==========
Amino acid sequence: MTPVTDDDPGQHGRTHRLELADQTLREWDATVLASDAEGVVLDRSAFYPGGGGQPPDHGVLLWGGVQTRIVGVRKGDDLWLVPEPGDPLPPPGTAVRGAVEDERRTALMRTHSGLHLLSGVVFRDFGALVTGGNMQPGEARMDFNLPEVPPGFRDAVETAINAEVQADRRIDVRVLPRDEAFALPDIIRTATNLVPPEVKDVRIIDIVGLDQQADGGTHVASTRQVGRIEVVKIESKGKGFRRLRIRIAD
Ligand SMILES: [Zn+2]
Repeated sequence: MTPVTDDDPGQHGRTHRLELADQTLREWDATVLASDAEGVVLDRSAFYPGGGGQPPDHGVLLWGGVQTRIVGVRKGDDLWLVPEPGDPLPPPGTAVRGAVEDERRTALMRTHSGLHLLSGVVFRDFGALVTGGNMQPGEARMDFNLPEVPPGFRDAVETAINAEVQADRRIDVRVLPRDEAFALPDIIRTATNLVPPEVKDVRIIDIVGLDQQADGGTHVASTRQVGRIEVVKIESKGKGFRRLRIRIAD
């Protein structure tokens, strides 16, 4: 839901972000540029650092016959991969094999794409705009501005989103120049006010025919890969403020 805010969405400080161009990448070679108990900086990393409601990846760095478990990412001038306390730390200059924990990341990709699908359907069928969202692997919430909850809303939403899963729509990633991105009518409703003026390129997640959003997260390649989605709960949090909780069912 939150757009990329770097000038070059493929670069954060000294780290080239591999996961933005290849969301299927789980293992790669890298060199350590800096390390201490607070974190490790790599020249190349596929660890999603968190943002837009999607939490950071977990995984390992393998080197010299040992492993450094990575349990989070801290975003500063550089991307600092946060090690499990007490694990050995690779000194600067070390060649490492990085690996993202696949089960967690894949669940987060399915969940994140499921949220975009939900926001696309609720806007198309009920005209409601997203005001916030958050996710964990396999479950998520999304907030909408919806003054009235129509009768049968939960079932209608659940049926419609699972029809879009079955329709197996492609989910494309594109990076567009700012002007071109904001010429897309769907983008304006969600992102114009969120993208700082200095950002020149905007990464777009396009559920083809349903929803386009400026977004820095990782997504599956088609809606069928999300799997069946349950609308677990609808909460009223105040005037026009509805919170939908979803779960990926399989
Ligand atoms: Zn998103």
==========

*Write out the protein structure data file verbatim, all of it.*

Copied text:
Amino acid sequence: MTPVTDDDPGQHGRTHRLELADQTLREWDATVLASDAEGVVLDRSAFYPGGGGQPPDHGVLLWGGVQTRIVGVRKGDDLWLVPEPGDPLPPPGTAVRGAVEDERRTALMRTHSGLHLLSGVVFRDFGALVTGGNMQPGEARMDFNLPEVPPGFRDAVETAINAEVQADRRIDVRVLPRDEAFALPDIIRTATNLVPPEVKDVRIIDIVGLDQQADGGTHVASTRQVGRIEVVKIESKGKGFRRLRIRIAD
Ligand SMILES: [Zn+2]
Repeated sequence: MTPVTDDDPGQHGRTHRLELADQTLREWDATVLASDAEGVVLDRSAFYPGGGGQPPDHGVLLWGGVQTRIVGVRKGDDLWLVPEPGDPLPPPGTAVRGAVEDERRTALMRTHSGLHLLSGVVFRDFGALVTGGNMQPGEARMDFNLPEVPPGFRDAVETAINAEVQADRRIDVRVLPRDEAFALPDIIRTATNLVPPEVKDVRIIDIVGLDQQADGGTHVASTRQVGRIEVVKIESKGKGFRRLRIRIAD
């Protein structure tokens, strides 16, 4: 839901972000540029650092016959991969094999794409705009501005989103120049006010025919890969403020 805010969405400080161009990448070679108990900086990393409601990846760095478990990412001038306390730390200059924990990341990709699908359907069928969202692997919430909850809303939403899963729509990633991105009518409703003026390129997640959003997260390649989605709960949090909780069912 939150757009990329770097000038070059493929670069954060000294780290080239591999996961933005290849969301299927789980293992790669890298060199350590800096390390201490607070974190490790790599020249190349596929660890999603968190943002837009999607939490950071977990995984390992393998080197010299040992492993450094990575349990989070801290975003500063550089991307600092946060090690499990007490694990050995690779000194600067070390060649490492990085690996993202696949089960967690894949669940987060399915969940994140499921949220975009939900926001696309609720806007198309009920005209409601997203005001916030958050996710964990396999479950998520999304907030909408919806003054009235129509009768049968939960079932209608659940049926419609699972029809879009079955329709197996492609989910494309594109990076567009700012002007071109904001010429897309769907983008304006969600992102114009969120993208700082200095950002020149905007990464777009396009559920083809349903929803386009400026977004820095990782997504599956088609809606069928999300799997069946349950609308677990609808909460009223105040005037026009509805919170939908979803779960990926399989
Ligand atoms: Zn998103």